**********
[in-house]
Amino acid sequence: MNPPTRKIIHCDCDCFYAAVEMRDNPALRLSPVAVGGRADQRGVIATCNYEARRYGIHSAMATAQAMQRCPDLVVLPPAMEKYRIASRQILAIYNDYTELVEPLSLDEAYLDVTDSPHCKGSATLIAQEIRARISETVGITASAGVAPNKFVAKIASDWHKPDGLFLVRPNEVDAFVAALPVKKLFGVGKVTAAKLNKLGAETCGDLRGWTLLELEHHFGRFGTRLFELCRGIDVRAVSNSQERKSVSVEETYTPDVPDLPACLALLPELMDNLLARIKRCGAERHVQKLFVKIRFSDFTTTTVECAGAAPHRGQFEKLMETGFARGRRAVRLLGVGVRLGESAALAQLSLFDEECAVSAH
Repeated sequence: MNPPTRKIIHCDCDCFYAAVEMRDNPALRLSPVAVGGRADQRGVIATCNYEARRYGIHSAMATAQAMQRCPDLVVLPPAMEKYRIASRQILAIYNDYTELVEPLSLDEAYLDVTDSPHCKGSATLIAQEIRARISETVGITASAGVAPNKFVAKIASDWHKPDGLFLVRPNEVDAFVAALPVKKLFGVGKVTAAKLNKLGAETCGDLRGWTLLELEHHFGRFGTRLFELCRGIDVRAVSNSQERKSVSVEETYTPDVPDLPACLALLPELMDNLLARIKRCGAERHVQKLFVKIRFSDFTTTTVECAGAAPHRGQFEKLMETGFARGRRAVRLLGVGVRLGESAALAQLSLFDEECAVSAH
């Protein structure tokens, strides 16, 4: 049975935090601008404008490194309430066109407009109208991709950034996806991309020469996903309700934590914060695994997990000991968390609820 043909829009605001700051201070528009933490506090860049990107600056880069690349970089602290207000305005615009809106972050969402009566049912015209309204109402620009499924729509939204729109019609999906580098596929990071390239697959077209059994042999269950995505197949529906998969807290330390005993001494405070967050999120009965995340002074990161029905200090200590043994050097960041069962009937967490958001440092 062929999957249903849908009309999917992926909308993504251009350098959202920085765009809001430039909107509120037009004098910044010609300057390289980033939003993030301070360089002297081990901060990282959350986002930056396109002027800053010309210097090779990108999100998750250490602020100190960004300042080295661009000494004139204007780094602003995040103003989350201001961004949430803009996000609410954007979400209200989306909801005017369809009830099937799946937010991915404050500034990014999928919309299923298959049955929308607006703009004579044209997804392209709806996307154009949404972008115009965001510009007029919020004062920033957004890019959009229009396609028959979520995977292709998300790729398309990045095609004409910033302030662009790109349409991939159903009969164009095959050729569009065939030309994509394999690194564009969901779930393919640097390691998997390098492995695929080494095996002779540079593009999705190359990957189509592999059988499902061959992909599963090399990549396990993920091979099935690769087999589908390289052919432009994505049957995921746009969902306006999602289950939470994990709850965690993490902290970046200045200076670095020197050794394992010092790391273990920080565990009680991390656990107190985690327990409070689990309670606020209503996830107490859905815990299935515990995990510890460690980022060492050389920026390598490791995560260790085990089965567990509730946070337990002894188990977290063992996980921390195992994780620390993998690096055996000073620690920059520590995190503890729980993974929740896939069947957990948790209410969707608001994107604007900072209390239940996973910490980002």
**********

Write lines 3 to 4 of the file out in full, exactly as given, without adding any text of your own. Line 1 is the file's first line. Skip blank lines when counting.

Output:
Repeated sequence: MNPPTRKIIHCDCDCFYAAVEMRDNPALRLSPVAVGGRADQRGVIATCNYEARRYGIHSAMATAQAMQRCPDLVVLPPAMEKYRIASRQILAIYNDYTELVEPLSLDEAYLDVTDSPHCKGSATLIAQEIRARISETVGITASAGVAPNKFVAKIASDWHKPDGLFLVRPNEVDAFVAALPVKKLFGVGKVTAAKLNKLGAETCGDLRGWTLLELEHHFGRFGTRLFELCRGIDVRAVSNSQERKSVSVEETYTPDVPDLPACLALLPELMDNLLARIKRCGAERHVQKLFVKIRFSDFTTTTVECAGAAPHRGQFEKLMETGFARGRRAVRLLGVGVRLGESAALAQLSLFDEECAVSAH
């Protein structure tokens, strides 16, 4: 049975935090601008404008490194309430066109407009109208991709950034996806991309020469996903309700934590914060695994997990000991968390609820 043909829009605001700051201070528009933490506090860049990107600056880069690349970089602290207000305005615009809106972050969402009566049912015209309204109402620009499924729509939204729109019609999906580098596929990071390239697959077209059994042999269950995505197949529906998969807290330390005993001494405070967050999120009965995340002074990161029905200090200590043994050097960041069962009937967490958001440092 062929999957249903849908009309999917992926909308993504251009350098959202920085765009809001430039909107509120037009004098910044010609300057390289980033939003993030301070360089002297081990901060990282959350986002930056396109002027800053010309210097090779990108999100998750250490602020100190960004300042080295661009000494004139204007780094602003995040103003989350201001961004949430803009996000609410954007979400209200989306909801005017369809009830099937799946937010991915404050500034990014999928919309299923298959049955929308607006703009004579044209997804392209709806996307154009949404972008115009965001510009007029919020004062920033957004890019959009229009396609028959979520995977292709998300790729398309990045095609004409910033302030662009790109349409991939159903009969164009095959050729569009065939030309994509394999690194564009969901779930393919640097390691998997390098492995695929080494095996002779540079593009999705190359990957189509592999059988499902061959992909599963090399990549396990993920091979099935690769087999589908390289052919432009994505049957995921746009969902306006999602289950939470994990709850965690993490902290970046200045200076670095020197050794394992010092790391273990920080565990009680991390656990107190985690327990409070689990309670606020209503996830107490859905815990299935515990995990510890460690980022060492050389920026390598490791995560260790085990089965567990509730946070337990002894188990977290063992996980921390195992994780620390993998690096055996000073620690920059520590995190503890729980993974929740896939069947957990948790209410969707608001994107604007900072209390239940996973910490980002």